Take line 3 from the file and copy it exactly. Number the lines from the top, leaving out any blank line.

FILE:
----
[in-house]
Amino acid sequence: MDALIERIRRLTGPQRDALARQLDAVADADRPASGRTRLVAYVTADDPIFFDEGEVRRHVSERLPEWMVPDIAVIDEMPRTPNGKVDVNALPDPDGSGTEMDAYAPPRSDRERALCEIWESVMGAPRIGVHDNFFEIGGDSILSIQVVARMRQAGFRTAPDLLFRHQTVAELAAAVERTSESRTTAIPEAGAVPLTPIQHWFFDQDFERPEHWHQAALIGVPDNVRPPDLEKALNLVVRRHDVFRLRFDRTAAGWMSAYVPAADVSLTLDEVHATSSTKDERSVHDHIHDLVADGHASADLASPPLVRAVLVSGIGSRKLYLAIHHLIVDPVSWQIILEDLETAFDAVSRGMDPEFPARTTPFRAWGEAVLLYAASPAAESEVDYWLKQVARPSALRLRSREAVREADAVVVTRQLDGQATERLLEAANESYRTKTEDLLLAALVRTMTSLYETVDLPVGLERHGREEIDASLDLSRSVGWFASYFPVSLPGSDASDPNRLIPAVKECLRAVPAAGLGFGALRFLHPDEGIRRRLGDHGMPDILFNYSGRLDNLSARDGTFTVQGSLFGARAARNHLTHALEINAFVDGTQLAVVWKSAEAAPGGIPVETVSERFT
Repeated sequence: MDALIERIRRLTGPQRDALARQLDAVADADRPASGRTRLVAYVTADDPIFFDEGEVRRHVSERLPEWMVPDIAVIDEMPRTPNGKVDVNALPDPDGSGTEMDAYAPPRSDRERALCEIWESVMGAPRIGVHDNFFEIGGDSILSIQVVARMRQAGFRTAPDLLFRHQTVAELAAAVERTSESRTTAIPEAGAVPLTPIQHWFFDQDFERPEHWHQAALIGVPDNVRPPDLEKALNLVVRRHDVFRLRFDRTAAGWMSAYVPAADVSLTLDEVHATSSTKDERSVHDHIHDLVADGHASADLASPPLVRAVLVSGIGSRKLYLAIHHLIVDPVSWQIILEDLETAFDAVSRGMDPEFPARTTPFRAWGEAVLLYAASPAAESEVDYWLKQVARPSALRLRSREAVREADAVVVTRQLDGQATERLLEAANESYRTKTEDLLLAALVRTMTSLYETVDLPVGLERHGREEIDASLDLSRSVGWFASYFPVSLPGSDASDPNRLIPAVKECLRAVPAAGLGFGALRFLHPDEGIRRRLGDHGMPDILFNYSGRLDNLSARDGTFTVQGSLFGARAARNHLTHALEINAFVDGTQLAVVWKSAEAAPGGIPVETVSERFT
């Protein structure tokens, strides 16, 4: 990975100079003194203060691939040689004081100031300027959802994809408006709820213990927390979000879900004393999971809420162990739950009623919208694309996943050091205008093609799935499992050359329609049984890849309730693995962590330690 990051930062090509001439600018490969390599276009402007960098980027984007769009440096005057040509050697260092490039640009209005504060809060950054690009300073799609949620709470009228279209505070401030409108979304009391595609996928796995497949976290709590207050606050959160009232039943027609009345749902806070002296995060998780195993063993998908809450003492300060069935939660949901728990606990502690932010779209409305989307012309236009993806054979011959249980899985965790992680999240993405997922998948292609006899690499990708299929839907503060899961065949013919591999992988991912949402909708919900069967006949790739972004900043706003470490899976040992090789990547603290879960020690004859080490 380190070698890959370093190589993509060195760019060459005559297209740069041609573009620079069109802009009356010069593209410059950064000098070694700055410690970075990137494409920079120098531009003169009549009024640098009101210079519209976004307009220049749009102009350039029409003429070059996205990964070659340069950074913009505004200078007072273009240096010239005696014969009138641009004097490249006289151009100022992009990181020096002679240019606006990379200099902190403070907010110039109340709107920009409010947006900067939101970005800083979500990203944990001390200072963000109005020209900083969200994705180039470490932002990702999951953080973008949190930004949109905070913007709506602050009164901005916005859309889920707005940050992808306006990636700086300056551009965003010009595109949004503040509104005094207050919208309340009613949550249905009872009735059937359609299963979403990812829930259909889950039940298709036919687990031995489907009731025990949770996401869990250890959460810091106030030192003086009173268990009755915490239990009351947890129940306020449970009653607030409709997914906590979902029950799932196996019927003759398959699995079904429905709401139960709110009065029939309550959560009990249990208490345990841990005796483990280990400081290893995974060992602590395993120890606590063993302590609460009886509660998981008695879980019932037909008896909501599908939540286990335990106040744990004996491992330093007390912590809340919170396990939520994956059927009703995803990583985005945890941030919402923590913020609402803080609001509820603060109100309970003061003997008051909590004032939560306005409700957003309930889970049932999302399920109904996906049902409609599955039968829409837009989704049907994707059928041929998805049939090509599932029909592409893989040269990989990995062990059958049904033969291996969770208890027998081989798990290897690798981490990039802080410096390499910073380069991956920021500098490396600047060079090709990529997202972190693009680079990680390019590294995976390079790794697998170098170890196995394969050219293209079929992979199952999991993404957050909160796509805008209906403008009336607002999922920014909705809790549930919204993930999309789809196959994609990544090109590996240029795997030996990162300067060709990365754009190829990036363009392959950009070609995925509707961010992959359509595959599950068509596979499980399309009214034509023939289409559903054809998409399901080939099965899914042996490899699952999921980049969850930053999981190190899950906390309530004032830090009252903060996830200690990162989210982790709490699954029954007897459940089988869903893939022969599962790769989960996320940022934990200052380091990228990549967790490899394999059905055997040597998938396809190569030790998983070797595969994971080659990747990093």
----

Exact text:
Repeated sequence: MDALIERIRRLTGPQRDALARQLDAVADADRPASGRTRLVAYVTADDPIFFDEGEVRRHVSERLPEWMVPDIAVIDEMPRTPNGKVDVNALPDPDGSGTEMDAYAPPRSDRERALCEIWESVMGAPRIGVHDNFFEIGGDSILSIQVVARMRQAGFRTAPDLLFRHQTVAELAAAVERTSESRTTAIPEAGAVPLTPIQHWFFDQDFERPEHWHQAALIGVPDNVRPPDLEKALNLVVRRHDVFRLRFDRTAAGWMSAYVPAADVSLTLDEVHATSSTKDERSVHDHIHDLVADGHASADLASPPLVRAVLVSGIGSRKLYLAIHHLIVDPVSWQIILEDLETAFDAVSRGMDPEFPARTTPFRAWGEAVLLYAASPAAESEVDYWLKQVARPSALRLRSREAVREADAVVVTRQLDGQATERLLEAANESYRTKTEDLLLAALVRTMTSLYETVDLPVGLERHGREEIDASLDLSRSVGWFASYFPVSLPGSDASDPNRLIPAVKECLRAVPAAGLGFGALRFLHPDEGIRRRLGDHGMPDILFNYSGRLDNLSARDGTFTVQGSLFGARAARNHLTHALEINAFVDGTQLAVVWKSAEAAPGGIPVETVSERFT